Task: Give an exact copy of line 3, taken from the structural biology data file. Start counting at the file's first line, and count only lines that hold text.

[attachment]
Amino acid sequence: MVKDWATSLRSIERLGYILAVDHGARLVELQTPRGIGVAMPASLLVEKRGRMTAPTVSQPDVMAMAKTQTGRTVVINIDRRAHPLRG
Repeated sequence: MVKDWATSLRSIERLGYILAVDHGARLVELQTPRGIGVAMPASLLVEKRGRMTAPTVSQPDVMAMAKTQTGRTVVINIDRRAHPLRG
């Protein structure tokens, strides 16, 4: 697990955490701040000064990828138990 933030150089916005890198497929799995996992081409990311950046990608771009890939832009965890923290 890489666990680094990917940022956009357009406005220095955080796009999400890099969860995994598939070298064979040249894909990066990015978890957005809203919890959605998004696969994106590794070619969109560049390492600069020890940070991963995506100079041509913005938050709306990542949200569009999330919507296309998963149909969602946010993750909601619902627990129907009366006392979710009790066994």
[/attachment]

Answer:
């Protein structure tokens, strides 16, 4: 697990955490701040000064990828138990 933030150089916005890198497929799995996992081409990311950046990608771009890939832009965890923290 890489666990680094990917940022956009357009406005220095955080796009999400890099969860995994598939070298064979040249894909990066990015978890957005809203919890959605998004696969994106590794070619969109560049390492600069020890940070991963995506100079041509913005938050709306990542949200569009999330919507296309998963149909969602946010993750909601619902627990129907009366006392979710009790066994």